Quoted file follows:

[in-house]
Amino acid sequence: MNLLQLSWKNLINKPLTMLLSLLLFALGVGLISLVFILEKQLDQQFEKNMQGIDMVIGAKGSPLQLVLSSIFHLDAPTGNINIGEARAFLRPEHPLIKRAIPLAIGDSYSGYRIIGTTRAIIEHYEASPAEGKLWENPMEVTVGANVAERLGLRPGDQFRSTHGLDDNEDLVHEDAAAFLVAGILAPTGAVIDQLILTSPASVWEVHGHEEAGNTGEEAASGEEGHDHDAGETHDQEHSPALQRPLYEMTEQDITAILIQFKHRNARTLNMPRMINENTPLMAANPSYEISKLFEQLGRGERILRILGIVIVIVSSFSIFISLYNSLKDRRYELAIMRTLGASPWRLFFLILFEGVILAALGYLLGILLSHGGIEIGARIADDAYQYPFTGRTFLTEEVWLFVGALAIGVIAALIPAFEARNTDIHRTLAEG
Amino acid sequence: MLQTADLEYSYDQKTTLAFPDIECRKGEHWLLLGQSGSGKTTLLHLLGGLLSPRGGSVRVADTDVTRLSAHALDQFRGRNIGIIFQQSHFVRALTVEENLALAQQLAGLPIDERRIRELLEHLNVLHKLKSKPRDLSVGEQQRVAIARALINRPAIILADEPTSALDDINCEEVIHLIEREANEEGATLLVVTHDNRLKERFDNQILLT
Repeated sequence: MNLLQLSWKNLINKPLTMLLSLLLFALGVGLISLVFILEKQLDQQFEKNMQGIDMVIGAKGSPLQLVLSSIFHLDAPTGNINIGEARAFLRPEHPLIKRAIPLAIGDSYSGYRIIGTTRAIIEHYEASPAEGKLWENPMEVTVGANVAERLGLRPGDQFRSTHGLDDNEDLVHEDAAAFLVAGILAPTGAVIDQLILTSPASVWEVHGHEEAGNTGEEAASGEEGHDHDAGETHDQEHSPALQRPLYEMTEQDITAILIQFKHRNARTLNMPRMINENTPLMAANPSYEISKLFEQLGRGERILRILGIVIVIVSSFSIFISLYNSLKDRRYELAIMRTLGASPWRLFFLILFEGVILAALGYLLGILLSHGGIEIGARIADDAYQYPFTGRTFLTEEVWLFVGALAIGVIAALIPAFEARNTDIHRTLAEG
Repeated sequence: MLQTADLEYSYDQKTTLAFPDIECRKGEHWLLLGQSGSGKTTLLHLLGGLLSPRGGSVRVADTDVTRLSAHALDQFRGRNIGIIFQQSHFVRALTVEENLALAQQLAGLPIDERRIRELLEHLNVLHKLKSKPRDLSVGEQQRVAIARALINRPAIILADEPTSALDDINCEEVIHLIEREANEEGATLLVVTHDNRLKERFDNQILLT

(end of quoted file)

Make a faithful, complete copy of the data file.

[in-house]
Amino acid sequence: MNLLQLSWKNLINKPLTMLLSLLLFALGVGLISLVFILEKQLDQQFEKNMQGIDMVIGAKGSPLQLVLSSIFHLDAPTGNINIGEARAFLRPEHPLIKRAIPLAIGDSYSGYRIIGTTRAIIEHYEASPAEGKLWENPMEVTVGANVAERLGLRPGDQFRSTHGLDDNEDLVHEDAAAFLVAGILAPTGAVIDQLILTSPASVWEVHGHEEAGNTGEEAASGEEGHDHDAGETHDQEHSPALQRPLYEMTEQDITAILIQFKHRNARTLNMPRMINENTPLMAANPSYEISKLFEQLGRGERILRILGIVIVIVSSFSIFISLYNSLKDRRYELAIMRTLGASPWRLFFLILFEGVILAALGYLLGILLSHGGIEIGARIADDAYQYPFTGRTFLTEEVWLFVGALAIGVIAALIPAFEARNTDIHRTLAEG
Amino acid sequence: MLQTADLEYSYDQKTTLAFPDIECRKGEHWLLLGQSGSGKTTLLHLLGGLLSPRGGSVRVADTDVTRLSAHALDQFRGRNIGIIFQQSHFVRALTVEENLALAQQLAGLPIDERRIRELLEHLNVLHKLKSKPRDLSVGEQQRVAIARALINRPAIILADEPTSALDDINCEEVIHLIEREANEEGATLLVVTHDNRLKERFDNQILLT
Repeated sequence: MNLLQLSWKNLINKPLTMLLSLLLFALGVGLISLVFILEKQLDQQFEKNMQGIDMVIGAKGSPLQLVLSSIFHLDAPTGNINIGEARAFLRPEHPLIKRAIPLAIGDSYSGYRIIGTTRAIIEHYEASPAEGKLWENPMEVTVGANVAERLGLRPGDQFRSTHGLDDNEDLVHEDAAAFLVAGILAPTGAVIDQLILTSPASVWEVHGHEEAGNTGEEAASGEEGHDHDAGETHDQEHSPALQRPLYEMTEQDITAILIQFKHRNARTLNMPRMINENTPLMAANPSYEISKLFEQLGRGERILRILGIVIVIVSSFSIFISLYNSLKDRRYELAIMRTLGASPWRLFFLILFEGVILAALGYLLGILLSHGGIEIGARIADDAYQYPFTGRTFLTEEVWLFVGALAIGVIAALIPAFEARNTDIHRTLAEG
Repeated sequence: MLQTADLEYSYDQKTTLAFPDIECRKGEHWLLLGQSGSGKTTLLHLLGGLLSPRGGSVRVADTDVTRLSAHALDQFRGRNIGIIFQQSHFVRALTVEENLALAQQLAGLPIDERRIRELLEHLNVLHKLKSKPRDLSVGEQQRVAIARALINRPAIILADEPTSALDDINCEEVIHLIEREANEEGATLLVVTHDNRLKERFDNQILLT